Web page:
Buckwheat is definitely the sexiest form of pancake.
I know because I’ve had them all. I am very particular about the pancakes I consume. My dad every Saturday would make stacks and stacks of buckwheat pancakes. I loved going downstairs and eating a huge stack. Then, I might follow that up with a pancake chaser/snack sometime in the afternoon. And then of course, there were the pancakes that I would take in a Ziploc bag to lunch at school. I would eat them cold, smeared with peanut butter.
I was living my best life, even at 8.
Of course, having homemade pancakes made me into such a pancake snob. It is a behavior that I refuse to admit to my adult self. And yet, when I would go over to friends’ houses for sleepovers, they would all make the same Bisquik pancakes. Even with promises of chocolate chips and M&Ms thrown in there, I would REFUSE to touch them.
I hope that, even if you have not made buckwheat pancakes themselves, you have at least heard of buckwheat. Buckwheat, a gluten-free relative of rhubarb, has a delicate, almost nutty flavor all its own. I love using this brand of buckwheat flour, but I am sure any brand would do. It makes a delicious pancake, but I of course might be a tad biased. I have a protein pancake recipe and a savory carrot pancake using buckwheat flour on the blog, but I wanted to reformulate them so that they would be fluffy and less egg-y.
Like everything else, there is a time and a place for all types of pancakes.
Thanks to the buckwheat flour, these pancakes possess a light and airy consistency that quietly surrenders to the pressure of a fork and soaks up maple syrup like a sponge. I also love how these stay light without any fancy whipping of egg whites or letting the batter sit. Of course, you can make the batter the night before and have pancakes the next morning. But, you know, that is just my inner grandmom coming out.
The pancakes also pair well with all kinds of fruit (I personally love strawberries, but I have a straight up strawberry addiction), yogurt, or with a healthy swipe of peanut butter or almond butter. Feel free to stuff em with blubes, pumpkin seeds, or bananas. I love this recipe because it is just so darn versatile. It has become one of the staples in my brunch routine. And, the best part is you can pretty much top em however you want!
And, because buckwheat is chocked full of protein, they would make a killer breakfast for dinner option! Pretty sure I’ve said this a million times over now, but I think breakfast for dinner is probably one of my favorite things ever. I mean, who doesn’t love a stack of pancakes for dinner. They’re fun, delicious and just what a Friday night deserves.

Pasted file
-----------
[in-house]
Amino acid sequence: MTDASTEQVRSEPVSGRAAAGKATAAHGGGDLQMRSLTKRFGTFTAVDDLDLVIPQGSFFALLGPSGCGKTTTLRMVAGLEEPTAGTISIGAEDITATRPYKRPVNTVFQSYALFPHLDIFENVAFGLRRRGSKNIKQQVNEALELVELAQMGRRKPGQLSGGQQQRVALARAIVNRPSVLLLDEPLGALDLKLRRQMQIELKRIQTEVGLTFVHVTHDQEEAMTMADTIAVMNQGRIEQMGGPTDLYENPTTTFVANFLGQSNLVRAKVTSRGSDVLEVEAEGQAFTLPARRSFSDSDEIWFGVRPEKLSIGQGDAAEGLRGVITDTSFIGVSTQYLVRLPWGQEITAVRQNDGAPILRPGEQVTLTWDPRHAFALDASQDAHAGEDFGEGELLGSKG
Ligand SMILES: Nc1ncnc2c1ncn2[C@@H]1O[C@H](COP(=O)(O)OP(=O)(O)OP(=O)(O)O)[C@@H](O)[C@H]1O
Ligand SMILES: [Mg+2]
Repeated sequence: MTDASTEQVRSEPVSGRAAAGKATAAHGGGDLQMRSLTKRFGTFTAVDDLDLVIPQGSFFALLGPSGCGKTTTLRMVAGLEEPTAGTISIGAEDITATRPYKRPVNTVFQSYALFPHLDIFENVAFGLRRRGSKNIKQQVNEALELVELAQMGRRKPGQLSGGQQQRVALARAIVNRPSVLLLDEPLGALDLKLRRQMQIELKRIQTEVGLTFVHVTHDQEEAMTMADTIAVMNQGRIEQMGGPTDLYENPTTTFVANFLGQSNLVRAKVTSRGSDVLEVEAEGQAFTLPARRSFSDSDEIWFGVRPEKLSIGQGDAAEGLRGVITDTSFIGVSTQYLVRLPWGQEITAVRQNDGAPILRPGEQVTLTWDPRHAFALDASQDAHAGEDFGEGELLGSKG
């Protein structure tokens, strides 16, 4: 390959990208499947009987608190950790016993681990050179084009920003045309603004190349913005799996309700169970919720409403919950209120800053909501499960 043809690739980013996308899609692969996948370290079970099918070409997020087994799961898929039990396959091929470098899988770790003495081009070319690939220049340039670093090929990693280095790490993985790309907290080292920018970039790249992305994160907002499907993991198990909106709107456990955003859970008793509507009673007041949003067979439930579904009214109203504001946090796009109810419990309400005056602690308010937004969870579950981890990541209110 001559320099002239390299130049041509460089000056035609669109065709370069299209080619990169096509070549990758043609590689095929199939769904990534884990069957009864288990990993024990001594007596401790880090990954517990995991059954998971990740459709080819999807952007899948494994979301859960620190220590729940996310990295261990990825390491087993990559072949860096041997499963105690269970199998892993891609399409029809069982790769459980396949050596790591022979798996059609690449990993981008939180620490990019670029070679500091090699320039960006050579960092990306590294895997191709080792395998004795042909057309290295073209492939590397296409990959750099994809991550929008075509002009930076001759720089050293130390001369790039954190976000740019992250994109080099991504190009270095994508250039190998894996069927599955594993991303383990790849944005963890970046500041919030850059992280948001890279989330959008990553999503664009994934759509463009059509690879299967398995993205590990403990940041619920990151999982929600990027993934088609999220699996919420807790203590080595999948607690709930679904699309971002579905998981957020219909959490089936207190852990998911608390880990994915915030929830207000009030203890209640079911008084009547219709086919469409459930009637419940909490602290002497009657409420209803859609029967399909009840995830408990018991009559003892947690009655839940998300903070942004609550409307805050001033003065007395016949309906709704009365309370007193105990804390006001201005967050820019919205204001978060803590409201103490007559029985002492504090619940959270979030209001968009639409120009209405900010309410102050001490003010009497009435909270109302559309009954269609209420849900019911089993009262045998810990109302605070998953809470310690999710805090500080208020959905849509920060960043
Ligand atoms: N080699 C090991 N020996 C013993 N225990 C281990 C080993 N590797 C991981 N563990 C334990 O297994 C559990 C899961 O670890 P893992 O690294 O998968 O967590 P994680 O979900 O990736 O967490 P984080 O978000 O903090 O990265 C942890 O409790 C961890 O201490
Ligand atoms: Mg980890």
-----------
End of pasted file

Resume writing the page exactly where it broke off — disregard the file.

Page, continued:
One thing I know for sure is that Friday, Saturday and Sunday will be started off (or ended) by making buckwheat pancakes… perfection if you ask me.
What are you guys up to?
10 minPrep Time
15 minCook Time
25 minTotal Time
- 3/4 cup buckwheat flour
- 1/4 cup almond flour
- 1 teaspoon baking powder
- 1 teaspoon baking soda
- 1 teaspoon cinnamon
- ¼ teaspoon salt
- 1 ¼ cups non-dairy milk
- 1 teaspoon apple cider vinegar
- 1 large egg
- ½ teaspoon pure vanilla extract
- butter or ghee, to cook
in a medium bowl, mix together flours, baking powder, baking soda, cinnamon, and salt. In another bowl, beat together milk, apple cider vinegar, egg, and vanilla.
Add wet ingredients to the dry ingredients. Mix until just combined. The batter should have some lumps in it.
Preheat a cast iron pan over medium-low heat. Coat the pan with either butter or ghee. Give the batter a light swirl with a spoon in case the buckwheat is starting to separate from the liquid. Spoon 2 tablespoons the batter onto the warm skillet. (If you want larger pancakes, use 1/4 cup of batter). Cook for 2 to 3 minutes until small bubbles form on the surface of the pancakes (you’ll know it’s ready to flip when about 1 inch of the perimeter is matte instead of glossy), and flip. Cook on the opposite sides for 1 to 2 minutes, or until golden brown.
Transfer the cooked pancakes to a baking sheet and place in a preheated 200 degree Fahrenheit oven to keep warm. Repeat the process with the remaining batter, adding more butter when needed. Serve immediately.